Frankie Bones, Adam X, Heather Heart
Rounding off Crack’s time in New York City, Red Bull Music Academy’s darker side continued to flourish at an extremely special event channelling the earliest period of New York’s rave culture.
Throughout RBMA’s New York Festival, the consistency in bringing innovation to each individual venue used had been stunning. And in putting on an event that’s roots are so inherently associated with early nineties warehouse parties and everything that entails, tonight’s venue was never going to disappoint. The Brooklyn warehouse where tonight’s re-imagining of the original Storm Rave is taking place is perfect; long, bricky and wonderfully apt for a massive rave.
Over the course of the festival it’s hard to pick another event that’s roots are richer, as well as being deeply engrained in British musical history. Tonight’s Storm Rave is an inert celebration of the birth of rave culture in New York and its founding fathers.
The story goes that one DJ Frankie Bones (real name Frank Mitchell) was booked to play an event in the UK called Energy in 1989. Due to the nature of the event, cultivating the free-party/acid house/rave explosion in the UK at the time, Bones ended up playing in front of 25,000 people. Feeling somewhat inspired, Frankie brought the sounds and rave philosophy he’d encountered and set about promoting and pushing his own Storm Rave parties in Brooklyn. Bones also opened his first record store called Groove and a scene was born within the confines of his neighbourhood. Other cohorts got involved, such as Bones’ brother Adam X and local DJ Heather Heart. Within a couple of parties the likes of Richie Hawtin, Sven Vath and Doc Martin had made various debuts at The Storm Rave. At this point, Bones is credited for bringing hardcore and techno culture to the US.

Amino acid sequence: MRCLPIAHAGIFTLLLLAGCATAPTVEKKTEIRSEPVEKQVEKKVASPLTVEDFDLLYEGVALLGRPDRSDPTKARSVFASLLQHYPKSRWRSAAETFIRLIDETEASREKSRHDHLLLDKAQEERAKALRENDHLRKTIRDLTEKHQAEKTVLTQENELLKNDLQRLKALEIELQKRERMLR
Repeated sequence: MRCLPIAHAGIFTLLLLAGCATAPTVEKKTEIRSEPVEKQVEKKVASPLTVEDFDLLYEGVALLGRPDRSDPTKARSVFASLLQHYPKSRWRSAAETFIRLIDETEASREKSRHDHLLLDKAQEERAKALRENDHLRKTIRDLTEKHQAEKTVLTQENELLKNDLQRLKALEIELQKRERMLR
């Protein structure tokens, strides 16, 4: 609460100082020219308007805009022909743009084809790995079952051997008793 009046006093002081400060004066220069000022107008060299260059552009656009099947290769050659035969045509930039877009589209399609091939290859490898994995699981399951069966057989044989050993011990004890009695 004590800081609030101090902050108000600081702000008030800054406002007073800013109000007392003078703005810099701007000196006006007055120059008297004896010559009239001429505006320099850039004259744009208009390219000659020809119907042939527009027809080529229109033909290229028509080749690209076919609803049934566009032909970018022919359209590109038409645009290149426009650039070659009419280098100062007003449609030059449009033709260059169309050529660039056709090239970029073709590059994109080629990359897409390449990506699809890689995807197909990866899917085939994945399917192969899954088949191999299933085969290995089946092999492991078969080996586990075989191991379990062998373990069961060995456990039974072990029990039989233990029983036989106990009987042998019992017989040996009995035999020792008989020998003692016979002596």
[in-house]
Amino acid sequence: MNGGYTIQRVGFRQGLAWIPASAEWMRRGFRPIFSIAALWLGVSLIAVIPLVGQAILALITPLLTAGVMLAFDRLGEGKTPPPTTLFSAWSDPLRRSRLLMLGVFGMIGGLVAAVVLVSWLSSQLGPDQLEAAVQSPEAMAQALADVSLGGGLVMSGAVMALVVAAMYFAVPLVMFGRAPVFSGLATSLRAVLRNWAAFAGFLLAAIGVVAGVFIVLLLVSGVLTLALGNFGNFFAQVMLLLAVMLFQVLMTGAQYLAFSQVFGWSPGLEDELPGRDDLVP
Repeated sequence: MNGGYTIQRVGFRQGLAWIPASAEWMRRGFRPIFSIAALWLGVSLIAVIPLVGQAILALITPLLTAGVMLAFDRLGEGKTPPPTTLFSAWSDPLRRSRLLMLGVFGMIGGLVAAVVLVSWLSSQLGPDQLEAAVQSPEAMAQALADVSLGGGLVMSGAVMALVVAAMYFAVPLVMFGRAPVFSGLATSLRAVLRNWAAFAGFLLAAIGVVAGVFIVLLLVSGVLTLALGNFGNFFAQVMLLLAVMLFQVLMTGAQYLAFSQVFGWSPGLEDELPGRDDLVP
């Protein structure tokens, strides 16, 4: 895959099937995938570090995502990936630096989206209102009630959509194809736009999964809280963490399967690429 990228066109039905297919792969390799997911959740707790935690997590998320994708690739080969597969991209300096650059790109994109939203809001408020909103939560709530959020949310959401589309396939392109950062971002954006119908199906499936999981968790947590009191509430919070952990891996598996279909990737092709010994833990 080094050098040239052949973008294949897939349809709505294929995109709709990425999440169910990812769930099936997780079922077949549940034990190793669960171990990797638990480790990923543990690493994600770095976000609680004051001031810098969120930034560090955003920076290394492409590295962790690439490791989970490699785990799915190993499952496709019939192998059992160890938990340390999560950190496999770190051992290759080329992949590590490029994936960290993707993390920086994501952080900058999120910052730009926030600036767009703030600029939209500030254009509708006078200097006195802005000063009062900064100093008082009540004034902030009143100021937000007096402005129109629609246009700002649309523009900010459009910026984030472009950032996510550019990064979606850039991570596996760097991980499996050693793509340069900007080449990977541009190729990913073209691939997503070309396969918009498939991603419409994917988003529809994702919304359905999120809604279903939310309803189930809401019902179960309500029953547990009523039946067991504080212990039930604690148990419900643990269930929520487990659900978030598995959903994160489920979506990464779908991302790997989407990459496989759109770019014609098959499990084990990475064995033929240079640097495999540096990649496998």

Tonight’s event is a celebration of everything that made the Storm Rave so unifying and revolutionary for those who attended during its heyday. The production in the venue is unparalleled yet again with punishing sound and suitably full on lighting to match the intensity of the music. It’s heavy stuff, as techno, hardcore even hardstyle make an appearance as the music moves into the more extreme and dislocating areas of dance music. It’s also surprisingly contemporary and far from being an early nineties throwback event, the whole party feels like a wonderful celebration of a cultural movement without being a pastiche of it (bar a bit of day-glo).
This was the most warehouse of warehouse parties, the whole shell of the structure shaking upon arrival. In a victorious fashion, Bones held up a flyer of the original Storm Rave at the end of his closing set. It felt fitting; tonight was a glorious ode to the party’s enduring relevance. It might not be 1992, but the legacy of this style of partying will always have an impact.